Young couple on laptop reviewing retirement plan 

Ready to FIRE up your retirement?

FIRE - Financial Independence, Retire Early

If you’re tired of the daily grind and looking for a way to get more enjoyment and meaning out of life, then consider FIRE (financial independence, retire early). This trend, which is growing among millennials, is about rethinking the traditional ideas surrounding career and retirement.

FIRE adopters reject a consumer-driven culture, preferring to focus on having life experiences rather than accumulating material possessions. Many were high earners who grew dissatisfied with their stressful work environments.


How they did it

In order to retire in their 30s and 40s, FIRE converts took living beneath their means to the extreme. They downsized, slashed living expenses, eliminated debt, and saved and invested between 50% to 70% of their income to attain a certain net worth, typically $1 million or more.

After retiring, followers maintain their frugal lifestyle, withdrawing no more than 4% of their investments per year. With a $1 million nest egg, that equates to about $40,000 a year.*

There are some variations on the theme. When couples are involved, one may retire while the other continues to work. Others stopped working full time, choosing to freelance or pursue a lifelong passion. Some young retirees picked up a part-time job to acquire employer benefits.


Hold on!

FIRE is not without its critics. Some say it leaves out some important strategies such as the power of compounding returns and forgoing all future contributions to Social Security. Withdrawing funds from your employer-sponsored retirement plan or individual retirement account (IRA) before retirement age may trigger taxes and penalties, so it’s important to consider all of the implications of tapping into various retirement accounts.**

They also say it’s difficult to plan for life’s unknowns including severe market downturns, needing expensive medical care without having health insurance or paying for children’s higher education given the rising costs of college tuition.


Talk to a financial advisor

It is best to talk to a financial advisor about your goals and your options to achieve. Talking with an advisor can provide you with a clear roadmap to the future of your financial situation and strategies to address any potential bumps in the road before they happen so you can stay on track.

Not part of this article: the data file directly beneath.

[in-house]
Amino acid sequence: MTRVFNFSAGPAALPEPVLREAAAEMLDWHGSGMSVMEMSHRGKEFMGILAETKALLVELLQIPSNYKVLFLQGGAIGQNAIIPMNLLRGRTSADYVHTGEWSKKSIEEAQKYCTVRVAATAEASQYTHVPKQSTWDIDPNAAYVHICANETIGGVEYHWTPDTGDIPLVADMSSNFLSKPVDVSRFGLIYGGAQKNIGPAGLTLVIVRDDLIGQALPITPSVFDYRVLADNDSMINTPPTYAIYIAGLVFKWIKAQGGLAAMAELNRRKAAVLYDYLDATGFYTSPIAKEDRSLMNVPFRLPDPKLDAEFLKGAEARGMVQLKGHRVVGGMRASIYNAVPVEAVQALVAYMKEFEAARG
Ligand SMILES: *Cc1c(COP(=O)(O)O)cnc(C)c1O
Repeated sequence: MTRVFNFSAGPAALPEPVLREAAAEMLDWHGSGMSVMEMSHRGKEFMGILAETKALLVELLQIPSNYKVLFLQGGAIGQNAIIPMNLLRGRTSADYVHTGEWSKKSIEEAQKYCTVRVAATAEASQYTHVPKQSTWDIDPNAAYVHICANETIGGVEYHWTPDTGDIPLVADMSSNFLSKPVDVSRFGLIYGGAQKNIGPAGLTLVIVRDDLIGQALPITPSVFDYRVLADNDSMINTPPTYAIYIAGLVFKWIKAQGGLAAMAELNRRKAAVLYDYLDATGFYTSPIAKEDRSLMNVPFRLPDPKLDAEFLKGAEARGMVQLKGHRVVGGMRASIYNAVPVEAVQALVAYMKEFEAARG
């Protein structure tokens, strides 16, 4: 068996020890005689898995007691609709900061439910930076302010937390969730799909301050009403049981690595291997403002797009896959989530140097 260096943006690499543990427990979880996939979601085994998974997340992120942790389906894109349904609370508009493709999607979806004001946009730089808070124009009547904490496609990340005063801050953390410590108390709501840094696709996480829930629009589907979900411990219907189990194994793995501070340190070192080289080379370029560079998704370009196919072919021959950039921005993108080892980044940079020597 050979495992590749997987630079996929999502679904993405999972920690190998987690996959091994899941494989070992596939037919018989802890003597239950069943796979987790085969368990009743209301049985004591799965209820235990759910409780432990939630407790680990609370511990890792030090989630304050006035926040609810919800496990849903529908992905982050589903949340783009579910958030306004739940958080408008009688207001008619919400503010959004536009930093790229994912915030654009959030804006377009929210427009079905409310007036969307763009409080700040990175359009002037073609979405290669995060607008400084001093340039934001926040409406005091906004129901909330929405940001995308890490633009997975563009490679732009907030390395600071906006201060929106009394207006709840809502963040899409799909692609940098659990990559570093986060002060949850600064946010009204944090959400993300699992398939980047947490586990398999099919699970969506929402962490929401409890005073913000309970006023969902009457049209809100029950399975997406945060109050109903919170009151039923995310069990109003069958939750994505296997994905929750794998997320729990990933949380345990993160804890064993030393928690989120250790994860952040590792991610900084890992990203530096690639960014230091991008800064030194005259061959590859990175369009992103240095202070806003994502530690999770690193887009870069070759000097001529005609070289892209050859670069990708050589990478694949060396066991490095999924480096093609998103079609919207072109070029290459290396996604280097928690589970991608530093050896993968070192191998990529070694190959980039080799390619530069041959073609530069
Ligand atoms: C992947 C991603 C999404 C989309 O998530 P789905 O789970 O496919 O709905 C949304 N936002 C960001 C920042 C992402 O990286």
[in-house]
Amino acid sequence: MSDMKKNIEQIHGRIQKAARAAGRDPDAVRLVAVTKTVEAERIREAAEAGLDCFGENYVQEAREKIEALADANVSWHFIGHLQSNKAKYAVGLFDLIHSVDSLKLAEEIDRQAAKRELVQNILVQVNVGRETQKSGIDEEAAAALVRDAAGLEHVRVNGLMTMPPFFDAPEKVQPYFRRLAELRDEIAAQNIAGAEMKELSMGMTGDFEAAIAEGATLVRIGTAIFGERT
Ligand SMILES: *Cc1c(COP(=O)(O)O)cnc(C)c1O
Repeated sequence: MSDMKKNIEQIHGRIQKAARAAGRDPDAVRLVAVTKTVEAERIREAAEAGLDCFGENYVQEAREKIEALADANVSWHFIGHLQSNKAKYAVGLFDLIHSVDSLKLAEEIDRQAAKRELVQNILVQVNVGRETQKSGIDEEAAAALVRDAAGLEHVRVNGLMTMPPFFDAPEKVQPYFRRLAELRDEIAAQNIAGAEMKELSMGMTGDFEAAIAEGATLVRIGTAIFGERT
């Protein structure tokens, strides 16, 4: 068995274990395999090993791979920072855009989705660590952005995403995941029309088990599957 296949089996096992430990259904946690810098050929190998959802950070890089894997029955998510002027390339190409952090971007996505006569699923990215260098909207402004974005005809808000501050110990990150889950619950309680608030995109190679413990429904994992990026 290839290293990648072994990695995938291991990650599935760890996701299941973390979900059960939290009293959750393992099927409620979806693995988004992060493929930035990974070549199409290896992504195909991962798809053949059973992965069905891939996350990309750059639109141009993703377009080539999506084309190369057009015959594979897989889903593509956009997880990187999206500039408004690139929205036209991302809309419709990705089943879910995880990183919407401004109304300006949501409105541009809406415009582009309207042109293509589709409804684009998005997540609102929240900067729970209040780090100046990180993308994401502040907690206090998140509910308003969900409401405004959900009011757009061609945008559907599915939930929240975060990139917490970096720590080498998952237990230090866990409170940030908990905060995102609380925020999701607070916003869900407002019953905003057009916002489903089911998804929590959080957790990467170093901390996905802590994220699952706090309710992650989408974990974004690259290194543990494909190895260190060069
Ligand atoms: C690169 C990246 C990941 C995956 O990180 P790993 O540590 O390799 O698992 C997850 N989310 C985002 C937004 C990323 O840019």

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Lessons learned

Even if you don’t want to retire in your 30s or 40s, many financial experts say becoming financially independent is a worthy goal.

While you may not be willing or able to make extreme lifestyle changes or achieve a net worth of $1 million, FIRE does offer valuable life hacks everyone can use:

  • Work on paying down and ultimately eliminating your debt.

  • Start saving in your 20s to take advantage of the power of compounding returns.

  • Aim to save 20% of your gross income.

  • Build an emergency fund equal to three to six months’ worth of your current living expenses.

  • Prioritize saving with automatic deposits in an individual retirement account (IRA) or 401(k).

  • Look for ways to reduce spending: bike or walk to work, dine out less/eat in more, pull the plug on cable.

  • Find an activity or hobby that gives you joy so you can lead a more fulfilling life.



What’s your financial goal?

Ready to get started on a path toward financial independence, but not sure how to get there? Schedule an appointment with a financial advisor by filling out the form at the bottom of the page.


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*Example is for illustration only. Your results will vary.
**This financial institution does not give tax advice. Consult your tax advisor for information specific to your situation.
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